Diwali is one of the most significant and widely celebrated festivals in India, lasting for five days. Each day has its own traditions, customs, and rituals, and the festival represents various aspects of Indian culture and spirituality. Here's an overview of the five days of Diwali, from Dhanteras to Bhai Dooj:
Day 1 - Dhanteras:
Dhanteras marks the beginning of Diwali and falls on the 13th day of the dark fortnight in the Hindu month of Kartik. It is considered an auspicious day for wealth and prosperity.
People clean their homes and purchase gold, silver, or utensils, as it is believed that buying these items on Dhanteras brings good fortune.
In the evening, lamps and diyas are lit to welcome goddess Lakshmi, the goddess of wealth.
Day 2 - Naraka Chaturdashi (Choti Diwali):
On this day, people prepare for the main Diwali celebration by cleaning and decorating their homes. They often create colorful rangoli designs at their doorsteps.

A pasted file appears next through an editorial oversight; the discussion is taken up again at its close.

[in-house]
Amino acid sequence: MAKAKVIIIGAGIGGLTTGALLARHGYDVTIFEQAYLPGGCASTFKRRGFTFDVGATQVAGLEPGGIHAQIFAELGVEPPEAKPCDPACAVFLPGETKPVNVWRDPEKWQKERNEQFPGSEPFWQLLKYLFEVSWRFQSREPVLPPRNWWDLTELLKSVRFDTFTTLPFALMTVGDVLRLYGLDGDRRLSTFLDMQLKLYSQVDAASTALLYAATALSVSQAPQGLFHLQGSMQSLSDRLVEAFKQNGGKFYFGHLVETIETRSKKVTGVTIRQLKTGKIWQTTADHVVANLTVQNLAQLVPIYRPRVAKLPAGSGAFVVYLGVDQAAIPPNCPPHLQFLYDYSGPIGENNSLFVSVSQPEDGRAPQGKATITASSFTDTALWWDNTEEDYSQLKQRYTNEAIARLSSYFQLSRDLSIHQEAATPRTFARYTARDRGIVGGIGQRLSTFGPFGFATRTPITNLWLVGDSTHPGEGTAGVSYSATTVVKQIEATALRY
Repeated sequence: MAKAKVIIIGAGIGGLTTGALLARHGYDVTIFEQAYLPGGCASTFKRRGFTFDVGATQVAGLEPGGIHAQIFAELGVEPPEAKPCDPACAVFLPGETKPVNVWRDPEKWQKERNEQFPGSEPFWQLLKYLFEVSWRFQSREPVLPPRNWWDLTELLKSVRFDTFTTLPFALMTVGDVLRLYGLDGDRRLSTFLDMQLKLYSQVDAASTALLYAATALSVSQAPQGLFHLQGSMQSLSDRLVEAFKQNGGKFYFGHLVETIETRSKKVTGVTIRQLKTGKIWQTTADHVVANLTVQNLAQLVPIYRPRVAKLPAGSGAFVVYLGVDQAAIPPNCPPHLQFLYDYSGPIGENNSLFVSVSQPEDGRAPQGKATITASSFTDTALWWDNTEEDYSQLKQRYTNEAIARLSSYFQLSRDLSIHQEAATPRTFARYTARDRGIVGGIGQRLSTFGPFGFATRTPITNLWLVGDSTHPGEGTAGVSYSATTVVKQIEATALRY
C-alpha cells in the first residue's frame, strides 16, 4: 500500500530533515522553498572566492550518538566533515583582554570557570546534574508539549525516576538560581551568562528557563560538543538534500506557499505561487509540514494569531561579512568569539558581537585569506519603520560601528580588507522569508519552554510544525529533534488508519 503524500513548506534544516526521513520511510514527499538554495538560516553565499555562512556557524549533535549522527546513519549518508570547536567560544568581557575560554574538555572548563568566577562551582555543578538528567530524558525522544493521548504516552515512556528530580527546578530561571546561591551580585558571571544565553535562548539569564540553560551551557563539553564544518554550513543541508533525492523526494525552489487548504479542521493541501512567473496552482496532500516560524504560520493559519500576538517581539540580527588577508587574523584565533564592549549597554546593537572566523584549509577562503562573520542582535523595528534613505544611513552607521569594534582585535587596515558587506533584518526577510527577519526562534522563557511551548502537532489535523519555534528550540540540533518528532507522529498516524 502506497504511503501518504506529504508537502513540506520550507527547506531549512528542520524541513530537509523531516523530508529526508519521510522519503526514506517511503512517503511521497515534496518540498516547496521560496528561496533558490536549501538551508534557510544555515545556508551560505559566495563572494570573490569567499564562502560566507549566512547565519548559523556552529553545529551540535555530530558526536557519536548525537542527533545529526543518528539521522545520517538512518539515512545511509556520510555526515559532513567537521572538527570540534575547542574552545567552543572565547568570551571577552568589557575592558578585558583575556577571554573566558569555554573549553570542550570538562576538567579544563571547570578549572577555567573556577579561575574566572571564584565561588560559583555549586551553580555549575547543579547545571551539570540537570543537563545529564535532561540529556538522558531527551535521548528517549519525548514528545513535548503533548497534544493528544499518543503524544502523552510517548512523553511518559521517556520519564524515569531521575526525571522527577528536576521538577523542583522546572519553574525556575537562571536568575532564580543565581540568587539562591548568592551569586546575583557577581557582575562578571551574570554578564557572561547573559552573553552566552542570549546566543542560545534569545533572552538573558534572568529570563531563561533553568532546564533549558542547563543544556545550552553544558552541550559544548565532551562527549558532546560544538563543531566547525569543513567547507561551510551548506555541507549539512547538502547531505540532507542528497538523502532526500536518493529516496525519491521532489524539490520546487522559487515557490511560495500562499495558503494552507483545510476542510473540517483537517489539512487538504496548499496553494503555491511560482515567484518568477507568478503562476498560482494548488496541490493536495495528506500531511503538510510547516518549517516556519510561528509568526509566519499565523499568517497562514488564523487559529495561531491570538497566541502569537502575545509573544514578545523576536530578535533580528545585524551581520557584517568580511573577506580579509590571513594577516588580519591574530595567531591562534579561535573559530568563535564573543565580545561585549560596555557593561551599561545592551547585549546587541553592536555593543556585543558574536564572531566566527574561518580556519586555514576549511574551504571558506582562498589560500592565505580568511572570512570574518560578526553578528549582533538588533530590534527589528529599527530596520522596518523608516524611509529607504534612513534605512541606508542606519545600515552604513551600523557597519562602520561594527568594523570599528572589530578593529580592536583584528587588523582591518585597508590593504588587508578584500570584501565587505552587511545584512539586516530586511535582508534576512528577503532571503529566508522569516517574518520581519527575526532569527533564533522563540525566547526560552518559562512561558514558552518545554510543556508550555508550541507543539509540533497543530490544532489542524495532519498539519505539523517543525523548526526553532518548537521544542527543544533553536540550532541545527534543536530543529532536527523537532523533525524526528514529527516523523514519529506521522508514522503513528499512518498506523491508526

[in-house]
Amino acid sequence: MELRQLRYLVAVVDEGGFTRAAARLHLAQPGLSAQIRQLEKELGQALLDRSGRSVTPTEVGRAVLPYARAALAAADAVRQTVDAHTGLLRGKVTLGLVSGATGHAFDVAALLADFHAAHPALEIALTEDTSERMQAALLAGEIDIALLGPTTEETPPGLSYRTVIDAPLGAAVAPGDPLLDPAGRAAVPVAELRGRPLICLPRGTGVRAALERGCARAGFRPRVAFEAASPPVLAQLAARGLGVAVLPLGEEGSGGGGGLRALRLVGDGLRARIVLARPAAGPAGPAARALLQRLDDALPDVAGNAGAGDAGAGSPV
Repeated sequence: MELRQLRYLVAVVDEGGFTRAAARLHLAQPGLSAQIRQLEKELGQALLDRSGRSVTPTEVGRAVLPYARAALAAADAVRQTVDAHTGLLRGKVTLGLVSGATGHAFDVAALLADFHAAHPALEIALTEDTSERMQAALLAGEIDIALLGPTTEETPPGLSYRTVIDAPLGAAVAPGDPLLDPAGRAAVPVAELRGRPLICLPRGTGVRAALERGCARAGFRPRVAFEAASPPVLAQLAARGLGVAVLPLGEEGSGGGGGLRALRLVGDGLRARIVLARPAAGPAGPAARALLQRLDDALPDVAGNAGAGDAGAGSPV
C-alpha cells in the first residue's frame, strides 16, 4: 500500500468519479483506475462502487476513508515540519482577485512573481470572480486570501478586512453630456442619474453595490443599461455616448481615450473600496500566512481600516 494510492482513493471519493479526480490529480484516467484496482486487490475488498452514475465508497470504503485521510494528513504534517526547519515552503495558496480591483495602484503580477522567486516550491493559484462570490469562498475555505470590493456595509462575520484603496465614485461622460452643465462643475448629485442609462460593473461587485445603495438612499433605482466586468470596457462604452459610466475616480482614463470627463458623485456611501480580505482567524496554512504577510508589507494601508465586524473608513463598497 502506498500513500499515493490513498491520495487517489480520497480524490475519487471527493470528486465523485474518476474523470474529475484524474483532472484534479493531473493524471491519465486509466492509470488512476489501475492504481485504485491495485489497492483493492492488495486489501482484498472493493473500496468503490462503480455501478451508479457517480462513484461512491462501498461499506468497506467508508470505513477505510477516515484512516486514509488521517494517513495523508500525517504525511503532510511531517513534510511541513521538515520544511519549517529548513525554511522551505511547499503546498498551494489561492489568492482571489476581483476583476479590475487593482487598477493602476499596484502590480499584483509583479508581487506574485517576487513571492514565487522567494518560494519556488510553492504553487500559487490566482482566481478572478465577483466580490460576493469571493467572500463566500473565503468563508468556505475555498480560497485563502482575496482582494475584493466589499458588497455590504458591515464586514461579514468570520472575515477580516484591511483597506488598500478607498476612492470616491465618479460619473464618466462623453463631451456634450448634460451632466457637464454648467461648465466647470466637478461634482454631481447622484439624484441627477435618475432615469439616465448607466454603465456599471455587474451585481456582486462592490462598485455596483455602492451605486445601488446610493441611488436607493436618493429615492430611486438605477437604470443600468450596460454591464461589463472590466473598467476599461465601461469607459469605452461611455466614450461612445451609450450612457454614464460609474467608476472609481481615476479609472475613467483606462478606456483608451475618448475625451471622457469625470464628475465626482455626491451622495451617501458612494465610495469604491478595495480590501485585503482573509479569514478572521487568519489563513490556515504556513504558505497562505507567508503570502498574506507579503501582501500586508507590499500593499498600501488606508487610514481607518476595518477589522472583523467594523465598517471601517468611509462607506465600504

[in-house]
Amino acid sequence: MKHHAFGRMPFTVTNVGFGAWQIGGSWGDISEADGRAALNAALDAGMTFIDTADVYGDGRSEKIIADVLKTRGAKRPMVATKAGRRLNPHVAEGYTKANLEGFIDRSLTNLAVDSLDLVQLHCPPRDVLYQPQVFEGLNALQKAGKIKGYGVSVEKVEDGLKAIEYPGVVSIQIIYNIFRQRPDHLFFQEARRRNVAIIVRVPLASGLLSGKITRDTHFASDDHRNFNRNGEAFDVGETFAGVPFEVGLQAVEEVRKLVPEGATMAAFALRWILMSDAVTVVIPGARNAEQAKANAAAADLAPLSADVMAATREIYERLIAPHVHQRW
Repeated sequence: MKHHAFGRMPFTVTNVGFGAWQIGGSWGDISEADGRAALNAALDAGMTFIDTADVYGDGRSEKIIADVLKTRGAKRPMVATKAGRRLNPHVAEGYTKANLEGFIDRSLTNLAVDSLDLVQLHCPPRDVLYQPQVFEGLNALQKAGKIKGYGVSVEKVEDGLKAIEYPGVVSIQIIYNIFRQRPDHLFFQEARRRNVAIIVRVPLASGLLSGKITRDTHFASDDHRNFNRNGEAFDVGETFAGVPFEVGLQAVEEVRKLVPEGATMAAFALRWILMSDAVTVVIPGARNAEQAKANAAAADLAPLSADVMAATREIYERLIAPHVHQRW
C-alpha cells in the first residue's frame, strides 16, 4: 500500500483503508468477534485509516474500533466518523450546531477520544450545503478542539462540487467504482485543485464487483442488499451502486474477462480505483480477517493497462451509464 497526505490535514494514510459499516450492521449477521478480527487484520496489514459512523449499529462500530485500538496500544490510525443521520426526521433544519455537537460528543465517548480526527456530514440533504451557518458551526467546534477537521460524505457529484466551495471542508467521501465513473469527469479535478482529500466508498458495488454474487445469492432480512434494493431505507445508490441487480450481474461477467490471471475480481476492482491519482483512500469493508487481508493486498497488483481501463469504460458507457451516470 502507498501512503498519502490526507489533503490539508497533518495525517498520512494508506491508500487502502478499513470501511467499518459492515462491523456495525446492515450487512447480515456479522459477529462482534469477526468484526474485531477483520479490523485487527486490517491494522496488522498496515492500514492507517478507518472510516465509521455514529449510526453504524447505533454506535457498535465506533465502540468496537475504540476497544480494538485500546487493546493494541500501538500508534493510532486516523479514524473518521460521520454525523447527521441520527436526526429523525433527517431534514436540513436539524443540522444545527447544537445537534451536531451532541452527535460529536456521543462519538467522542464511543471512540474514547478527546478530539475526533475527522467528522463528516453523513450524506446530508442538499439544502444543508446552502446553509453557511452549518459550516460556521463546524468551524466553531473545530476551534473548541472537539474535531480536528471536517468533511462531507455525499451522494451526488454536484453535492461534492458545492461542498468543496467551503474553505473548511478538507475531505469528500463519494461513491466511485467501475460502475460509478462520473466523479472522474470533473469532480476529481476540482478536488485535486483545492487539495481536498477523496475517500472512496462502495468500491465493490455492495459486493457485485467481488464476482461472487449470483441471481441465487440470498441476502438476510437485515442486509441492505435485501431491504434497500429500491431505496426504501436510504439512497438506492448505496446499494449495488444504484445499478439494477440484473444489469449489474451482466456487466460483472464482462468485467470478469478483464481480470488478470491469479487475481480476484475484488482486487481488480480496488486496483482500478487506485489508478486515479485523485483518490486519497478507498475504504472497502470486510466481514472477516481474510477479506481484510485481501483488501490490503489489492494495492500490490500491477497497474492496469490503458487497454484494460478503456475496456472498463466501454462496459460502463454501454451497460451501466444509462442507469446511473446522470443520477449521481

In some regions, this day is associated with the story of Lord Krishna's victory over the demon Narakasura, symbolizing the victory of good over evil.
Day 3 - Diwali (Main Festival):
The third day of Diwali is the main festival, celebrated with great enthusiasm. It is also known as Deepavali, the Festival of Lights.
People illuminate their homes with oil lamps, candles, and colorful electric lights. Fireworks are a significant part of the celebrations, and families come together to exchange gifts and sweets.
The lighting of lamps symbolizes the victory of light over darkness and the triumph of good over evil.
Day 4 - Govardhan Puja and Annakut:
This day is associated with various regional traditions. In North India, it is celebrated as Govardhan Puja, commemorating Lord Krishna's lifting of the Govardhan Hill to protect villagers from rain.
In some regions, people prepare an Annakut (mountain of food) by offering a variety of vegetarian dishes to deities, including Lord Krishna.
Day 5 - Bhai Dooj:
Bhai Dooj is the fifth and final day of Diwali, celebrated to honor the bond between brothers and sisters.
Sisters perform aarti (a religious ritual) for their brothers and apply a red tika (mark) on their foreheads. In return, brothers offer gifts and promise to protect their sisters.
This day emphasizes the importance of family relationships and the love between siblings.